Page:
German town law
Set of early town privileges based on the Magdeburg rights developed by Otto I.- German town law
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Magdeburg rights (Magdeburger Recht; also called Magdeburg Law) were a set of town privileges first developed by Otto I, Holy Roman Emperor (936–973) and based on the Flemish Law, which regulated the degree of internal autonomy within cities and villages granted by the local ruler.
They became the basis for the German town laws developed during many centuries in the Holy Roman Empire.
The family of codified municipal law developed at Lübeck, which became a free imperial city in 1226 and is located in present day Schleswig-Holstein.
It still serves as a foundation for German town laws in many of those cities.
Second-largest city of the German state of Bavaria after its capital Munich, and its 518,370 (2019) inhabitants make it the 14th-largest city in Germany.
In 1219 Emperor Frederick II granted the Großen Freiheitsbrief ('Great Letter of Freedom'), including town rights, Imperial immediacy (Reichsfreiheit), the privilege to mint coins, and an independent customs policy - almost wholly removing the city from the purview of the burgraves.
Town in the Lower Silesian Voivodeship, in south-western Poland.
At around 1235, he granted the settlement a special law, based on the Magdeburg law, but adapted to the local conditions (średzkie law/Neumarkter Recht).
Capital and second-largest city of the German state of Saxony-Anhalt, after Halle (Saale).
Magdeburg's version of German town law, known as Magdeburg rights, spread throughout Central and Eastern Europe.
Southeastern part of the historical and geographical region of Silesia, located today mostly in Poland, with small parts in the Czech Republic.
Promoted by the Lower Silesian Duke Henry I the Bearded, from 1230 also regent over Upper Silesia for the minor sons of his late cousin Duke Casimir I of Opole, large parts of the Silesian lands were settled with German immigrants in the course of the Ostsiedlung, establishing numerous cities according to German town law.
Legal constitution for a municipal form of government used in several Central European cities during the Middle Ages.
It was initiated on 28 December 1233 in the Monastic State of the Teutonic Knights by Hochmeister Hermann von Salza and Hermann Balk when the towns of Thorn (Toruń) and Chełmno (Kulm) received German town law, in particular as a modification of Magdeburg rights.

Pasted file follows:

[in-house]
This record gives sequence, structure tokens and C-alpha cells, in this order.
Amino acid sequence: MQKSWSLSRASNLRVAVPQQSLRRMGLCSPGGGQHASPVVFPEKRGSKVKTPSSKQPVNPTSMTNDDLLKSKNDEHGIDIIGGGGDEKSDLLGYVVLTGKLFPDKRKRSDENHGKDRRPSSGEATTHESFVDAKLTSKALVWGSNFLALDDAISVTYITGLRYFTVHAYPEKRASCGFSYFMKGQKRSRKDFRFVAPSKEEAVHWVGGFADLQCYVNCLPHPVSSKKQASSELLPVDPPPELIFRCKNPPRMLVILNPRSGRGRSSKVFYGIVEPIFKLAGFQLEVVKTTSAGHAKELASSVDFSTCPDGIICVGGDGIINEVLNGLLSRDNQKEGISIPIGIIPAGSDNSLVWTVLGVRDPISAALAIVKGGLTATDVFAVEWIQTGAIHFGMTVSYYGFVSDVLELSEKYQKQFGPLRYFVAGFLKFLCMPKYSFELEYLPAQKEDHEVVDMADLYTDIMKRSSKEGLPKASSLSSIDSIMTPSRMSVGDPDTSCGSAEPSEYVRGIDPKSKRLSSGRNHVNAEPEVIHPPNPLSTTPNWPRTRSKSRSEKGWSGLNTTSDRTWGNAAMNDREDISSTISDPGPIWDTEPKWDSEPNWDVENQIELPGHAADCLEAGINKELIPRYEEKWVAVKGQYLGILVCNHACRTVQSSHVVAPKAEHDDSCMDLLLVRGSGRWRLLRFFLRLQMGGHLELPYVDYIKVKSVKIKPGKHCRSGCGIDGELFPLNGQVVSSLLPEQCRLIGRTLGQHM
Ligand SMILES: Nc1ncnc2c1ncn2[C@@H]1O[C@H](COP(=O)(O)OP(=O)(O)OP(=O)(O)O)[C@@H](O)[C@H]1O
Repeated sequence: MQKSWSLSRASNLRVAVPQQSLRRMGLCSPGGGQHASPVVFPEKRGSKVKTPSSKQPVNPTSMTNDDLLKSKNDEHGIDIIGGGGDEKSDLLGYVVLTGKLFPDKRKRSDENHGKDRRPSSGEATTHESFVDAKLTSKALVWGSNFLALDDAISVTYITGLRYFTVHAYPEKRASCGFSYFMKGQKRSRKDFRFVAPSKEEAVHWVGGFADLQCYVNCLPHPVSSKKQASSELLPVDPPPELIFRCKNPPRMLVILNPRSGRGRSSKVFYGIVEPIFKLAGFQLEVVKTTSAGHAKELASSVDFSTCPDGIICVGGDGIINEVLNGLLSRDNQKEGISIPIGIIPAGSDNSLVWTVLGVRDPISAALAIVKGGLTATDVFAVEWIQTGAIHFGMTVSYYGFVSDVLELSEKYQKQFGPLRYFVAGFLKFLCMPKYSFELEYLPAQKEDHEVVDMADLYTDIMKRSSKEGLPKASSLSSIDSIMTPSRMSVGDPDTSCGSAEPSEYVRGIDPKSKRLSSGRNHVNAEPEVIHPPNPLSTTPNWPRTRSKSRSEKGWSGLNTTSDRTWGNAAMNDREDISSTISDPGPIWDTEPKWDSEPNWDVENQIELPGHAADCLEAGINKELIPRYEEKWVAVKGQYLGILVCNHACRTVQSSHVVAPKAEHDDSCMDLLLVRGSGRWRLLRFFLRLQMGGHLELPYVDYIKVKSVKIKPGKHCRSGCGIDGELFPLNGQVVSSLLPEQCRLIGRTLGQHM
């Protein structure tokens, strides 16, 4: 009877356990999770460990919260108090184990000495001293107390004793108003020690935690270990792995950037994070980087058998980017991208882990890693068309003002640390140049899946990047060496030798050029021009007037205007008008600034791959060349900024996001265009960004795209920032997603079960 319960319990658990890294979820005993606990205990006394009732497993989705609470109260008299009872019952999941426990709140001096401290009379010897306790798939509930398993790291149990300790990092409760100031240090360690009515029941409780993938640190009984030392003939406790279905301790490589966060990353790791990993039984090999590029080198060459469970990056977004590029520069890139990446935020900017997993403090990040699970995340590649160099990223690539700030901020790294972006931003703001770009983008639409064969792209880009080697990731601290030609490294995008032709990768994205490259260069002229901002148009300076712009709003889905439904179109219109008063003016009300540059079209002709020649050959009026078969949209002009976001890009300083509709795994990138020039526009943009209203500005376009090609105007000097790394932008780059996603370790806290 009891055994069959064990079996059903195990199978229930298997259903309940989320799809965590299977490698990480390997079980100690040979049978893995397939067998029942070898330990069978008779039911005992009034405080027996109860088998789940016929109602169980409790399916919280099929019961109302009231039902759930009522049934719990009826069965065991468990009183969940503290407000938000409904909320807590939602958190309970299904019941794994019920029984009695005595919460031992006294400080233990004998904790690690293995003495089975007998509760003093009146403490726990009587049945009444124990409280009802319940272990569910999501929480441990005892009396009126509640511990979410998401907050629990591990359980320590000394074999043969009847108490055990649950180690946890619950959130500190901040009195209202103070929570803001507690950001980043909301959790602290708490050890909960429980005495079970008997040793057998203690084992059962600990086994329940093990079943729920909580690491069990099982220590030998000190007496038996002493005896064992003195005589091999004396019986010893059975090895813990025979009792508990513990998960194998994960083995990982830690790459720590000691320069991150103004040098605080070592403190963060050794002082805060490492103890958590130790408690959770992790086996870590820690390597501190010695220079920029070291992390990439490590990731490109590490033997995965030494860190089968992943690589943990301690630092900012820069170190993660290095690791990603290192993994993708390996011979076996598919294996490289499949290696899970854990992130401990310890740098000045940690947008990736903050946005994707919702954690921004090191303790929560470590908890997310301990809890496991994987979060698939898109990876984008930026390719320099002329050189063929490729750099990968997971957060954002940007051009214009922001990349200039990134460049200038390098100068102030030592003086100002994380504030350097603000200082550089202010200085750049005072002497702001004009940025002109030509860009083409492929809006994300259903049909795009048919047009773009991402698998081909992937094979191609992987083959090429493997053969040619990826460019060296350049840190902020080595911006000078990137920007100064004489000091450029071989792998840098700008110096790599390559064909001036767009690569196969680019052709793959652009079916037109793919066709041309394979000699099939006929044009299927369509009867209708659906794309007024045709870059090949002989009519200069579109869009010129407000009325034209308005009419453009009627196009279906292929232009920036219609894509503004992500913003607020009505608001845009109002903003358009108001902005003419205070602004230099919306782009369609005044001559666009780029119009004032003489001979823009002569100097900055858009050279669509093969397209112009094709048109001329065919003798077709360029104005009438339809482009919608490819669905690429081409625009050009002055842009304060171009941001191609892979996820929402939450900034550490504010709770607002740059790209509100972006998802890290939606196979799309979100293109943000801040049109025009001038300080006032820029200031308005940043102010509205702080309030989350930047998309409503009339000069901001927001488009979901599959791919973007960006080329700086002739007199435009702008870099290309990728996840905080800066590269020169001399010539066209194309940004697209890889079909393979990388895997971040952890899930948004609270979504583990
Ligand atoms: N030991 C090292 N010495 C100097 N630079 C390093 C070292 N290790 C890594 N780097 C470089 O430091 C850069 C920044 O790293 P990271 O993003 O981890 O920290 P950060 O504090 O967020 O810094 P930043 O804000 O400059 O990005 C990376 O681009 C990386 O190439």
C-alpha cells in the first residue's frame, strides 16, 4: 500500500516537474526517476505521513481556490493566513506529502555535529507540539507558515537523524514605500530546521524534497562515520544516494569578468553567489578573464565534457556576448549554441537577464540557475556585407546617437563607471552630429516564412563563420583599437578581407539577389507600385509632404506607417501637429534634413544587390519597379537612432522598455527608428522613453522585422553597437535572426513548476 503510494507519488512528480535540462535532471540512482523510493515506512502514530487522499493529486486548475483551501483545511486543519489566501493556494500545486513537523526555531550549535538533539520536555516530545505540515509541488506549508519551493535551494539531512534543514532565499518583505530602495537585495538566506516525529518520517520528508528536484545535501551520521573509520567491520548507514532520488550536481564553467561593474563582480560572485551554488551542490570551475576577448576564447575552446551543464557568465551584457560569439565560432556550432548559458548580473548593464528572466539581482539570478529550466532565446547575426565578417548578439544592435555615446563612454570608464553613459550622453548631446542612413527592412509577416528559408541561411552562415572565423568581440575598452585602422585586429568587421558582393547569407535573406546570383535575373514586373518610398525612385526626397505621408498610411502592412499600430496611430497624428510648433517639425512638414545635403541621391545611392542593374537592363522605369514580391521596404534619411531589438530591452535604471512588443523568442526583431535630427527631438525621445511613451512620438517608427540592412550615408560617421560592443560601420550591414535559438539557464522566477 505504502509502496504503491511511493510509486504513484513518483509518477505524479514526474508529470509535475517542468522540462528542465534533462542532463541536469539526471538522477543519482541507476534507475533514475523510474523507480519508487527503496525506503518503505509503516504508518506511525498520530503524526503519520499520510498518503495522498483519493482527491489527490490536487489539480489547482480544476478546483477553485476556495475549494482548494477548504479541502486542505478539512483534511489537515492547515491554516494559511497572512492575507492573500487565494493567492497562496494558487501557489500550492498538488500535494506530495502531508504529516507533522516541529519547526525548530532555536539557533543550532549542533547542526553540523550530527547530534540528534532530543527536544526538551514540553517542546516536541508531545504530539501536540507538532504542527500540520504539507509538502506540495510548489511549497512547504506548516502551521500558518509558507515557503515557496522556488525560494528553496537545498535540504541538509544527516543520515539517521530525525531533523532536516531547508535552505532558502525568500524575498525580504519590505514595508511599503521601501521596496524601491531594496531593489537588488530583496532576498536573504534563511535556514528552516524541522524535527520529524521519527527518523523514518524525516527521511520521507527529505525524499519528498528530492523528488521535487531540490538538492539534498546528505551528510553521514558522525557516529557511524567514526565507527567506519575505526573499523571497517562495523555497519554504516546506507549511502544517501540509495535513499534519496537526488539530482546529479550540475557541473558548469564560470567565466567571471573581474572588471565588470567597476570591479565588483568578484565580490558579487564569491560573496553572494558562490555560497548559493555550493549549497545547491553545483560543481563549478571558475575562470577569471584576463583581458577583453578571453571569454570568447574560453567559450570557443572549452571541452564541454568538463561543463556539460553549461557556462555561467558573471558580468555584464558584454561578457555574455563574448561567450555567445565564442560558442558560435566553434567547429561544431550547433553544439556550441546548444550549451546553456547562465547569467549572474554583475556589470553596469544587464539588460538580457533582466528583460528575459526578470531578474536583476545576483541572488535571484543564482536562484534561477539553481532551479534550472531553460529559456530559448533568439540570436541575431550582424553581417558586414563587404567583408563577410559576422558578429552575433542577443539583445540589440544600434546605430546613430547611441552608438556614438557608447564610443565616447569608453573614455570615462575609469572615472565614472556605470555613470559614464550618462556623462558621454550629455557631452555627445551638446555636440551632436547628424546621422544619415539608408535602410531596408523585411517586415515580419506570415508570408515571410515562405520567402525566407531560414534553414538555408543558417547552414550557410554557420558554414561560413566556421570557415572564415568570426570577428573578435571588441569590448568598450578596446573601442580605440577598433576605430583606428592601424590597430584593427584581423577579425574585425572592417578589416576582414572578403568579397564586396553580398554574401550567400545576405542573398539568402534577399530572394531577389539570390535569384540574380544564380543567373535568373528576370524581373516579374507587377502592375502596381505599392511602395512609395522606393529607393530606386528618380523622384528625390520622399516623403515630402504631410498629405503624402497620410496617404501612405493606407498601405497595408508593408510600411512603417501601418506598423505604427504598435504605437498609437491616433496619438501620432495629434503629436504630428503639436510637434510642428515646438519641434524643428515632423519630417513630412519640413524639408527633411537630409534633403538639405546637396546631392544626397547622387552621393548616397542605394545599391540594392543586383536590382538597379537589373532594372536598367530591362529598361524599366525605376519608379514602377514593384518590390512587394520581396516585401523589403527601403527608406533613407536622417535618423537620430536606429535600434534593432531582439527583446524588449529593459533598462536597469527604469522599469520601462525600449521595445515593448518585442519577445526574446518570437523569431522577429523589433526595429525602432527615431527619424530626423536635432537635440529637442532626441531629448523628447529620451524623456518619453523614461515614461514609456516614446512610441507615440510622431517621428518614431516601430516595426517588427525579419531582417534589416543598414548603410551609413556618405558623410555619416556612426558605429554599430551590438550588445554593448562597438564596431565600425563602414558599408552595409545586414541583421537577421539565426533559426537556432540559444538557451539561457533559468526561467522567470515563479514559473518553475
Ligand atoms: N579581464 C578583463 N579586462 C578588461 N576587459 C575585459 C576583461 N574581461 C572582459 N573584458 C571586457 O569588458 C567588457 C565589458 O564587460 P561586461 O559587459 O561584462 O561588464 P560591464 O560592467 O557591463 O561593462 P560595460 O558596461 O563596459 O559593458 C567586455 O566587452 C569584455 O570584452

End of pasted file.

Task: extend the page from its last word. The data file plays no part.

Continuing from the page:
First major stage of the history of the Polish state.
The German, Polish and other new rural settlements represented a form of feudal tenancy with legal immunity and German town laws were often utilized as its legal bases.
Term for the High Medieval migration period of ethnic Germans into and beyond the territories at the eastern periphery of the Holy Roman Empire and the consequences for settlement development and social structures in the immigration areas.
The introduction of German town law, resulting in far-reaching administrative and judicial rights for the towns. The townspeople were personally free, enjoyed far-reaching property rights and were subject to the town's own jurisdiction only. The privileges granted to the towns were copied, sometimes with minor changes, from the legal charters of the (Lübeck Law in 33 towns at the southern coast of the Baltic Sea), the Magdeburg Law in Brandenburg, areas of modern Saxony, Lusatia, Silesia, northern Bohemia, northern Moravia and the Teutonic Order state, the Nuremberg Law in southwestern Bohemia, the Brünn Law (Brno) in Moravia, based on the charter of Vienna), the Iglau Law (Jihlava) in Bohemian and Moravian mining areas. Besides these basic town laws, several adapted town charters.
City on the Łyna River in northern Poland.
Allenstein was granted municipal rights by the cathedral chapter of the Bishopric of Warmia in October 1353.